En Español Know Your Rights
Source: Crain's New York Business
Subject: Workplace Justice
Type: Media Coverage

Pity the Delivery Guy

 


 

Tony was
employed as a deliveryman by Adriatic Italian Restaurant & Pizzeria in
midtown for 20 years before he mustered the courage to leave his job—and sue
his former bosses for underpaying him.

 


“I was
tired of these people, who always insulted me,” says Tony, who requested that
his last name not be used because he doesn’t want to jeopardize his new
position.

 


A Latino
immigrant who speaks limited English and is only semiliterate in Spanish, Tony
worked many 70-hour weeks for as little as $10 or $15 per shift plus tips,
according to his sworn statements. The four brothers who own Adriatic
even forced him to pay up front for each meal he delivered.

  

In 2008,
after a new employee at the restaurant told Tony that he has rights under
federal and state labor laws, he contacted Make the Road New York, an advocacy
group for low-wage employees. Tony is now one of four plaintiffs—including one
of his sons and one of his uncles—who are suing Adriatic‘s
owners, the Camaj family. The case will be tried in federal court later this
month.

 


Adriatic‘s owners did not return calls for comment. According to court
documents, the brothers say that they complied with labor law and that after
Tony’s tips were factored into his income, he earned more than the minimum
wage.

  

It is no
secret that restaurant delivery people are among the lowest-paid workers on the
food chain and often face abysmal working conditions rife with abuse, crime and
physical danger.

 


Their
plight made headlines in 2005, when a Chinese deliveryman was robbed and
murdered in Queens by two teenagers, and again in 2008, when the owners of
Saigon Grill were ordered to pay $4.6 million in back pay to the grossly
exploited delivery workers at their two Vietnamese eateries in Manhattan.

 


Now
legislators, a restaurant industry trade group, and city and state government
agencies are all trying to protect this vulnerable group of employees, many of
whom are afraid to complain about problems at work because they are
undocumented immigrants.

 

They were
galvanized in part by a series of crimes in Brooklyn.
Over the past eight months, Brooklyn District Attorney Charles Hynes prosecuted
nine cases involving attacks on delivery workers, mostly in Fort Greene
and Clinton Hill.

 

“This is
something the district attorney is concerned about, and it will be an ongoing
discussion with the community,” says a spokesman.

 


City
Councilwoman Letitia James, whose district includes the two hard-hit Brooklyn neigh-borhoods, is working on a safety program
with the city chapter of the New York State Restaurant -Association.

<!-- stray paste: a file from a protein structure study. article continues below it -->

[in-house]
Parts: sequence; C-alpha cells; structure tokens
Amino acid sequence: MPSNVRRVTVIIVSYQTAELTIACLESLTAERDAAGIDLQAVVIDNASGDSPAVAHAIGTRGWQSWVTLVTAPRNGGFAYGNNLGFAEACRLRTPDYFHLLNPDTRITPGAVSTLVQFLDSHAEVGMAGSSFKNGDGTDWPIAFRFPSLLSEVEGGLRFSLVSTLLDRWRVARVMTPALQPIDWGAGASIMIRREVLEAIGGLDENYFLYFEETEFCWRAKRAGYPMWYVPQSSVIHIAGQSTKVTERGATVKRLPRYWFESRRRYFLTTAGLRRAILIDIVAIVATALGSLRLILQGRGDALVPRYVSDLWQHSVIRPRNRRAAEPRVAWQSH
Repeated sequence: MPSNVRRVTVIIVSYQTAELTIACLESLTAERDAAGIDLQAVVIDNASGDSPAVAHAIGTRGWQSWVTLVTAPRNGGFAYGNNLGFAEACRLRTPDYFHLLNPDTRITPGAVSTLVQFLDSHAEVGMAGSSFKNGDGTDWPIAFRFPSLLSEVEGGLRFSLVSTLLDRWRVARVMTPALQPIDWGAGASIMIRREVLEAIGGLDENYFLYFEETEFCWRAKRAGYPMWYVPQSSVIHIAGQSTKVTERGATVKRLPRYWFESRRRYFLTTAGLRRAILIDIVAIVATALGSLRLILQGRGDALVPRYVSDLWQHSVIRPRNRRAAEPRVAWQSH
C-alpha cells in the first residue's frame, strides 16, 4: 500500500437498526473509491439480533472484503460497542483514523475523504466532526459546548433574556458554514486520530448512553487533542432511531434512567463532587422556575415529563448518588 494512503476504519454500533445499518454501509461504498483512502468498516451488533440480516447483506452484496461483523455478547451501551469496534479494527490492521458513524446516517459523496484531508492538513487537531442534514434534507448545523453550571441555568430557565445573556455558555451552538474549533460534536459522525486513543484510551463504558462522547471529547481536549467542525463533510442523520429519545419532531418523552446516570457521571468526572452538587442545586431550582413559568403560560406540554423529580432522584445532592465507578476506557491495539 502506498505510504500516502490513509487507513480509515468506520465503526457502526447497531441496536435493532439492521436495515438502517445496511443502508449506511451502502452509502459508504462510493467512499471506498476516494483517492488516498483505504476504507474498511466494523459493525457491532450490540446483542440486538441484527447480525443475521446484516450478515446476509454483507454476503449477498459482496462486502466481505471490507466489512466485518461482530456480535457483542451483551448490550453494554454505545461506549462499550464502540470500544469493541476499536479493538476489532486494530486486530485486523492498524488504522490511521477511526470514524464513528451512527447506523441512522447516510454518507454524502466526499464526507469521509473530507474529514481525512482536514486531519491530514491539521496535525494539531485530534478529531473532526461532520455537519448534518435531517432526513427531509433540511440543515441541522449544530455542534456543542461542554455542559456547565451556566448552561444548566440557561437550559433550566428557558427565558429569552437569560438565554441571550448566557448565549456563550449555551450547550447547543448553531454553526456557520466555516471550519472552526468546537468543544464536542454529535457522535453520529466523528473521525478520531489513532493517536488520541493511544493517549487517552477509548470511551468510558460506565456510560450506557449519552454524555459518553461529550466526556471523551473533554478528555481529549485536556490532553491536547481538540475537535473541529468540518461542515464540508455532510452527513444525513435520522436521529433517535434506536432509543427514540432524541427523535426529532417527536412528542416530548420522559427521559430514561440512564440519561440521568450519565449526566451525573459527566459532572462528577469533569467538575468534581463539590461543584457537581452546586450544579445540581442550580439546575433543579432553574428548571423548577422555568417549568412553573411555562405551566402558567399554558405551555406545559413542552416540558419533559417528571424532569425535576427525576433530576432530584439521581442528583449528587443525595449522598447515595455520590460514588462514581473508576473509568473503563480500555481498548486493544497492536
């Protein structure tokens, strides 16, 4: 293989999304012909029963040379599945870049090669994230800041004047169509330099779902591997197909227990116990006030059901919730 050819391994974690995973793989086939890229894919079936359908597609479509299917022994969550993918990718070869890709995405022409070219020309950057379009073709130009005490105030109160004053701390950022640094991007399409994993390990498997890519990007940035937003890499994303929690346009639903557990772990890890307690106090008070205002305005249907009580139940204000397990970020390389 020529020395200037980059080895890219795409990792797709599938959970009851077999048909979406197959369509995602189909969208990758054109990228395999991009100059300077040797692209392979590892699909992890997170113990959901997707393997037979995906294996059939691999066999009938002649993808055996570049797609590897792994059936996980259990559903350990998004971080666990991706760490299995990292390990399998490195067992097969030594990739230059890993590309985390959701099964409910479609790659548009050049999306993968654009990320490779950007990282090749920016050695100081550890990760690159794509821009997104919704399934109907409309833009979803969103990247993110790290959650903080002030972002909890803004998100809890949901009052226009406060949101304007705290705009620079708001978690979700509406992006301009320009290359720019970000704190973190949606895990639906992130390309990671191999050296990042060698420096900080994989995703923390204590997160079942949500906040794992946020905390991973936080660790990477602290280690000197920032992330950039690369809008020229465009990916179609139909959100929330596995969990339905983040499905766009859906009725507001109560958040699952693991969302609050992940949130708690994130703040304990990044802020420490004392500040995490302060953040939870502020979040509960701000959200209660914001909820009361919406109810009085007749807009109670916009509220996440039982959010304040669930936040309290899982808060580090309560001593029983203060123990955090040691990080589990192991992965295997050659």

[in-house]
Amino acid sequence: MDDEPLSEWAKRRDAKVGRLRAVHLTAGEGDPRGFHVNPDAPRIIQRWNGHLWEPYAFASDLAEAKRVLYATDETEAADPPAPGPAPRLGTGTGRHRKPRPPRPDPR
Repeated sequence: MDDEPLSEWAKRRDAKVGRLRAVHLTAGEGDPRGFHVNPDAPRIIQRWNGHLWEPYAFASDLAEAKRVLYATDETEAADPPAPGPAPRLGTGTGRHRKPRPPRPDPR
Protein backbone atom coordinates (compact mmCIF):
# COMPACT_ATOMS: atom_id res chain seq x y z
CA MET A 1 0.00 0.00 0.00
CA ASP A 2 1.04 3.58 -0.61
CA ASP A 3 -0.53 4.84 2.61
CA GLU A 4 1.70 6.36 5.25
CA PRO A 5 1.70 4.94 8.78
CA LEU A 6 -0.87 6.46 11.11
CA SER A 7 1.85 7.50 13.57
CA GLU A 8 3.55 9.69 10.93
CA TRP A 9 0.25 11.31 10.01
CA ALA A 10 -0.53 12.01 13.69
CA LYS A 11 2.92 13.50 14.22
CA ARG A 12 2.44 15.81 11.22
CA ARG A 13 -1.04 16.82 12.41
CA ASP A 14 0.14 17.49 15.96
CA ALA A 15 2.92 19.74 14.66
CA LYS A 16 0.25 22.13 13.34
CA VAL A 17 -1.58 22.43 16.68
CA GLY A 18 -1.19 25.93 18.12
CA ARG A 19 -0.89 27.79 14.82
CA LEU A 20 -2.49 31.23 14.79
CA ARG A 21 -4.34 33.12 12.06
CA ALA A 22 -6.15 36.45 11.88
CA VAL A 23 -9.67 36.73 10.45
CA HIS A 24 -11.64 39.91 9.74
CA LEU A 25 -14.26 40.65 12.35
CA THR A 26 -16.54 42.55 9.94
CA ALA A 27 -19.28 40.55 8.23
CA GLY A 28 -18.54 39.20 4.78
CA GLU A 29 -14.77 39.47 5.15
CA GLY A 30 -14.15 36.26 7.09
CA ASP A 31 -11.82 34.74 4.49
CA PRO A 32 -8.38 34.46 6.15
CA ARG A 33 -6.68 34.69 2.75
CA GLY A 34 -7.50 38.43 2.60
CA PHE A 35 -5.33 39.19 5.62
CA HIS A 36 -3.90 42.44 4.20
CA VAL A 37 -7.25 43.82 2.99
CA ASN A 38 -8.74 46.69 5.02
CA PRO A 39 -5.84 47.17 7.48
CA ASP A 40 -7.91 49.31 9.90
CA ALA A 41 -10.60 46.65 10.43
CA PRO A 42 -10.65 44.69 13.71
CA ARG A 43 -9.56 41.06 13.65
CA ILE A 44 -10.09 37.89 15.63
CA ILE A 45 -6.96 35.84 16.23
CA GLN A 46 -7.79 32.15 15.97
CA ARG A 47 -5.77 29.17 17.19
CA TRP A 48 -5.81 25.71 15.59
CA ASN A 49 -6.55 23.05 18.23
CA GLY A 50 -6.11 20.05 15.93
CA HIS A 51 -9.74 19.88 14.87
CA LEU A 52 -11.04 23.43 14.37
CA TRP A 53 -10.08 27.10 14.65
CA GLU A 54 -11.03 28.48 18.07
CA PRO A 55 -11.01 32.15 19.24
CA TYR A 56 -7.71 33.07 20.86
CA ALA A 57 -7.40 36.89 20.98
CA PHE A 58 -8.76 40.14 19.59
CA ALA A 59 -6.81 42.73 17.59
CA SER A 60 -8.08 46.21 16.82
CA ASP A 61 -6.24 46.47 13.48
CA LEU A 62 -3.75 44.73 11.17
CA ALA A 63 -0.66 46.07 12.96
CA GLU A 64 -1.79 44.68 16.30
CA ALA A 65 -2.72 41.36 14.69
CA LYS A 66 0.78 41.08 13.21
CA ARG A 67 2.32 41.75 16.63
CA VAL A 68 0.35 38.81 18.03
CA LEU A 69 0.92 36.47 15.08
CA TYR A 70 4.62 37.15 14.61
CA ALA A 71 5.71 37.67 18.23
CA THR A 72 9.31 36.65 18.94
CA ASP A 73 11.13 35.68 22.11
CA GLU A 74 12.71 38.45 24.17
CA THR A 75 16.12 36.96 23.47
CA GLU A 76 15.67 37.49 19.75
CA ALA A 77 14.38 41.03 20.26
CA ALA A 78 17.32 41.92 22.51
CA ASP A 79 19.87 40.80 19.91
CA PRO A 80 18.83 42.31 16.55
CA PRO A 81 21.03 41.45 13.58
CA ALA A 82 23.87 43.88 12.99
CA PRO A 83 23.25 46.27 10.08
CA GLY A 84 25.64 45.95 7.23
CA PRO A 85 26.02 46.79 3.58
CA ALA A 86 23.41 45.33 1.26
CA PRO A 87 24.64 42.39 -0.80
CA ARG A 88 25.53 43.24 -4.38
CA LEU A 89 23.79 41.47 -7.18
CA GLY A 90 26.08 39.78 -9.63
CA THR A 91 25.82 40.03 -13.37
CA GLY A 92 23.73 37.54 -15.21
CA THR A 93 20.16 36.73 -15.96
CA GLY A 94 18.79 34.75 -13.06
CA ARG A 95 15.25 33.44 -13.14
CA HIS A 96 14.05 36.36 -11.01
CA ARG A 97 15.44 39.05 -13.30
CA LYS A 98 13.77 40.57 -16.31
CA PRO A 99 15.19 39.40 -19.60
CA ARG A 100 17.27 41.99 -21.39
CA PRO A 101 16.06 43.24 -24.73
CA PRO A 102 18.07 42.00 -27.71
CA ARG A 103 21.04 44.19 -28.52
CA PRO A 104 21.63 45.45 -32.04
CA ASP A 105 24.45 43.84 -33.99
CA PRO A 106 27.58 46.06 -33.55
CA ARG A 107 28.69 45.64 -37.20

“We want to
warn the workers, to give them some instruction on the best routes,” says Ms.
James.

 


SOOTHING
WORKERS, EMPLOYERS

 


Her staff
recently met with Andrew Rigie, director of operations of NYSRA, to discuss a
pilot program slated to kick off in April.

 


Mr. Rigie
hopes that the program—the details of which are still being worked out—will not
only protect existing workers, but also expand their ranks by addressing the
concerns of owners who might like to add delivery services.

 

In Harlem, for example, Fishers of Men, a popular eatery
located on West 125th Street,
is reluctant to offer such a service, even though the owners of its famous
neighbor Sylvia’s say there is a big demand for it. In fact, Sylvia’s plans to
hire its first delivery person later this month.

 


“My main
concern is the safety of my workers,” says Jonathan Hatcher, owner of Fishers
of Men, a three-year-old seafood restaurant.

 

TAKING A
BITE OUT OF CRIME

 


In Brooklyn, some of the restaurants that were affected by
the recent crime spree have taken action on their own.

 


Charlotta
Janssen of Chez Oskar on DeKalb
Avenue
is among the owners whose employees were
attacked.

 

“These guys
get clocked over the head or beaten, and then their phones and bikes are
stolen,” she says.

 


After her
employees were victimized, she added giant baskets and commercial signs to her
bikes “to make them less attractive” to thieves.

 

To
discourage crimes against delivery people, Mr. Hynes is considering increasing
the jail time in cases involving plea deals, says his spokesman.

 


The most
widespread threat to their livelihood, however, is the employers who underpay
them. Make the Road New York is
preparing to file lawsuits this month against two more businesses, a pizzeria
and a Chinese restaurant that are violating wage and hour laws, according to
the organization.

 


“It is very common for a restaurant
to pay "shift pay,’ which is well-below the minimum [hourly] wage,”
says Amy Carroll, legal director of the advocacy group and Tony’s
co-counsel.

 

In fact, in
November, the New York State Department of Labor reported that in a random
sweep of 25 restaurants in Park Slope, Brooklyn,
only two were found not to be violating wage and hour laws. The agency found
that 207 workers of various types were underpaid nearly $1 million in all. Some
of the worst violations involved delivery people, who worked as many as 70
hours per week and were paid a weekly salary of $210 to $275.

 


Clearly,
not all restaurants are underpaying their workers. It took Tony four months to
find a new job, but he finally landed a delivery position with another pizzeria
that treats him “really well,” he reports. Tony is now putting in half the
hours he did at Adriatic and earning about
$200 in base pay a week, plus as much as $400 in tips.

  

“I have
more time to be with my children,” says the father of eight. “My life is
different now.”